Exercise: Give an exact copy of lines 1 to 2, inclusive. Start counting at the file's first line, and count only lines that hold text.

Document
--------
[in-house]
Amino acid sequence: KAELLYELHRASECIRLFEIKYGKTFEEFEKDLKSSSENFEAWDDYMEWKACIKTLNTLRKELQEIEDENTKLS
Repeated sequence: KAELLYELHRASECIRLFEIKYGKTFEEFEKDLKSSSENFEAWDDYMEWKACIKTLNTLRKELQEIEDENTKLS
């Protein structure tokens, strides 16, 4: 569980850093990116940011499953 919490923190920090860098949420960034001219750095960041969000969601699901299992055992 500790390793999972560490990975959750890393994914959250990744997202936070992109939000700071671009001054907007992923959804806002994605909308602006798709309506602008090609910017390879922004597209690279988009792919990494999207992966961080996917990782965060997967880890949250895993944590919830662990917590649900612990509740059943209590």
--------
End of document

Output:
[in-house]
Amino acid sequence: KAELLYELHRASECIRLFEIKYGKTFEEFEKDLKSSSENFEAWDDYMEWKACIKTLNTLRKELQEIEDENTKLS